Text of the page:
A crowd of 2,200 turned out for the main event Saturday, February 18 at the Punta Gorda Wine & Jazz Festival, a popular event at the Florida city’s Laishley Park along picturesque Charlotte Harbor. There was sun, there was a cooling breeze and there was a mix of breezy and intense music from the contemporary fare on the lineup, which featured pop saxophonist Mindi Abair, guitarist Peter White and the Rippingtons.
None of the featured acts is a stranger here. The Ripps were at the festival in 2008. White was featured in 2010. This was the fourth consecutive year the festival has presented St. Petersburg native Abair, who told the crowd she considers it a homecoming.
Abair was busy all afternoon. She opened the festival, then sat in with White at the end of his set for an instrumental version of “What’s Going On?” For the day’s encore treat, Abair and White joined the Rippingtons for rock-out versions of guitarist Russ Freeman’s “Caribbean Breeze” and the quintet’s Jimi Hendrix tribute medley, “Purple Haze/Fire.” The beautiful Spanish tinge of White’s playing on his song “Ramon’s Revenge” was a standout moment in the British guitarist’s set.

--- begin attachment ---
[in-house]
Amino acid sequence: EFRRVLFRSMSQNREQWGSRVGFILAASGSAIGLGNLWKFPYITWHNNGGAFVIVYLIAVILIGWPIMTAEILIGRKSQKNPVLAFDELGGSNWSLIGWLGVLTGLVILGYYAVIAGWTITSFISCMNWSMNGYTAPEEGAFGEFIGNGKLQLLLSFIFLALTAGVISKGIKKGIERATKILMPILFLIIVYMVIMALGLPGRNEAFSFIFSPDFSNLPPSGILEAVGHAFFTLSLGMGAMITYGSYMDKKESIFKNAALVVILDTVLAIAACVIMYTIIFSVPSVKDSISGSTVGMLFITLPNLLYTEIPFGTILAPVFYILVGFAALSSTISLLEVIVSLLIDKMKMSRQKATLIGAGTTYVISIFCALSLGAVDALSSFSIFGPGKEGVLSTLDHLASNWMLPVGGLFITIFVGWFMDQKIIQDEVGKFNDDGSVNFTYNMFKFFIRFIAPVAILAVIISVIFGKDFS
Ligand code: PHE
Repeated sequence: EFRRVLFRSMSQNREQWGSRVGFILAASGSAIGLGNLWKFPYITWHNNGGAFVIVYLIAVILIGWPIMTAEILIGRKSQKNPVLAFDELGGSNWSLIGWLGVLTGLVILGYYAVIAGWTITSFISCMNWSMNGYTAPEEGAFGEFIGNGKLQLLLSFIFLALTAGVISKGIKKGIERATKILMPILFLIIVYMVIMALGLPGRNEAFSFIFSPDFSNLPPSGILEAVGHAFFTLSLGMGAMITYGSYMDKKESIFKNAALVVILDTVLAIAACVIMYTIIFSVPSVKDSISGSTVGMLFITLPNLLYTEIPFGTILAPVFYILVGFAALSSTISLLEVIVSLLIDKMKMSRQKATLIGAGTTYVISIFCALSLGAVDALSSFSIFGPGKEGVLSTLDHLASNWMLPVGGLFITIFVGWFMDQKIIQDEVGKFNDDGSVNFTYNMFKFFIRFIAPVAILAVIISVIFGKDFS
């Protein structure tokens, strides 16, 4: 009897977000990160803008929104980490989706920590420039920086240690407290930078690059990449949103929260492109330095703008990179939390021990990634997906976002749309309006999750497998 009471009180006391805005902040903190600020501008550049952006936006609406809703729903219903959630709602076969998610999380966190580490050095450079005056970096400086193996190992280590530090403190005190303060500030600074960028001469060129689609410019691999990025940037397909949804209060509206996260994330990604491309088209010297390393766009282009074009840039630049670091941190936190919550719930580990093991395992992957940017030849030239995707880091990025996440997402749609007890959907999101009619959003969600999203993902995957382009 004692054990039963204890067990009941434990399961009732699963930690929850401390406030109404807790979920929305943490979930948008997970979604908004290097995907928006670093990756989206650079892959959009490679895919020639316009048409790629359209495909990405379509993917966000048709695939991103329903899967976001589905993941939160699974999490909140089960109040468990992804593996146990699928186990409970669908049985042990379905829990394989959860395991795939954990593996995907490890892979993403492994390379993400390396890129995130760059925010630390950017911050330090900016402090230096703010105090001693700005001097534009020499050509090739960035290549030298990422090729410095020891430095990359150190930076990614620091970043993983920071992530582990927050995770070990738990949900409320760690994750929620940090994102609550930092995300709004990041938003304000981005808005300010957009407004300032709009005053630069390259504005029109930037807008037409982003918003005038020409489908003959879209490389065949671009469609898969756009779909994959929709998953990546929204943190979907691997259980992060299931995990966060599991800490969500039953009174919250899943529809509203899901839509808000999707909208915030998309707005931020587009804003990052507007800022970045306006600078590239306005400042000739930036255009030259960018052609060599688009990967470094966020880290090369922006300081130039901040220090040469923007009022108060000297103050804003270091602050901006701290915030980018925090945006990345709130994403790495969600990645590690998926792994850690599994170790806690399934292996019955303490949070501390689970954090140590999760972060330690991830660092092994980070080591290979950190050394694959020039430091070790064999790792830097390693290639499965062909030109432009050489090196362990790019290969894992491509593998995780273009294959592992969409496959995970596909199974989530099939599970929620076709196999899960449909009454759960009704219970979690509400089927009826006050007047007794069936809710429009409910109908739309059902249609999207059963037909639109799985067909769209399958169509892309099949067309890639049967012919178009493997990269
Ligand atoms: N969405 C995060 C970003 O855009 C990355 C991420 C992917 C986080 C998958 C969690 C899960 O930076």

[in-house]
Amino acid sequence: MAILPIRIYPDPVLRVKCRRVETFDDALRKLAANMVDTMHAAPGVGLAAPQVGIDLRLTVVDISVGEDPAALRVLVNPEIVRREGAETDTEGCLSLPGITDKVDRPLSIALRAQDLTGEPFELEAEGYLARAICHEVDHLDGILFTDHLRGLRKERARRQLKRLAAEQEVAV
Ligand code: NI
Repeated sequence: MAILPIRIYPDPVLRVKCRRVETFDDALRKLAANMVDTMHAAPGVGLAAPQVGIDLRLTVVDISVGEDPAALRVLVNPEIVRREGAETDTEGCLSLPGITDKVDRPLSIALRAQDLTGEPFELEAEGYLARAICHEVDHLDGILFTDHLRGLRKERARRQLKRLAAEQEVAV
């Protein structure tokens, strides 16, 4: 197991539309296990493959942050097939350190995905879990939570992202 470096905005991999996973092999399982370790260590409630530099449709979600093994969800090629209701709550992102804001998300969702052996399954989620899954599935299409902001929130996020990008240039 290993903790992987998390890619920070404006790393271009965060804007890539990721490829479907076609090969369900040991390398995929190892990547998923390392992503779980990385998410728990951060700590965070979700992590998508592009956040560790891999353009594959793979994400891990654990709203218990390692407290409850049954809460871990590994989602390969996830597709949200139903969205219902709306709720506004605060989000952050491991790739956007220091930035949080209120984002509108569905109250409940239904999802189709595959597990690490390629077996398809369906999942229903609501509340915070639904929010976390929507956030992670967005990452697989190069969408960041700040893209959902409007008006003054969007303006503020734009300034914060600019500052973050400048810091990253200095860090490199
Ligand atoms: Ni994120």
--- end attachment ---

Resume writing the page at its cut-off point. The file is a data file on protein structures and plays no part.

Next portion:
The festival is evolving beyond a one-day event. This year, it added a Sunday program, which featured a mainstream jazz brunch at the ballroom at the nearby Isles Yacht Club with a full house of 250. It showcased eight fine area musicians in small and large combinations performing jazz standards, the American Songbook and a bit of Latin jazz throughout the three-hour brunch. The players included singer Chris Brown, trombonist Herb Bruce, Bill Carmichael on clarinet and soprano sax, bassist Dominic Mancini, Greg Nielsen on trumpet and flugelhorn, drummer Randy Opela, tenor saxophonist/keyboardist Mike Parmalee, and Frank Reda on keyboards and accordion. The brunch was sponsored by Presley Beane Financial Advisors.
The weekend wound down back at the park with a performance by singer-songwriter Jim Morris and his Big Bamboo Band. Morris writes clever songs in the Jimmy Buffett style of island songs about drinking, sailing and fishing and assorted characters met along the way. The first set, interrupted by a brief shower, featured his jazzier material and was enhanced by Craig Christman’s tenor sax work. Morris is talented and prolific, having released 22 CDs since his 1996 debut, Laid Back and Key Wasted. Attendance was light, due perhaps to Sunday’s blustery weather and the sense that some regulars may still think of this festival as a one-day event.
Given the success of the brunch, it will be interesting to see whether mainstream and other jazz permutations find their way across the stylistic bridge to the Chamber of Commerce-run festival’s main stage or other possible performance spaces in future editions. About 20 percent of the brunch crowd raised their hands when asked if they were at Laishley Park on Saturday.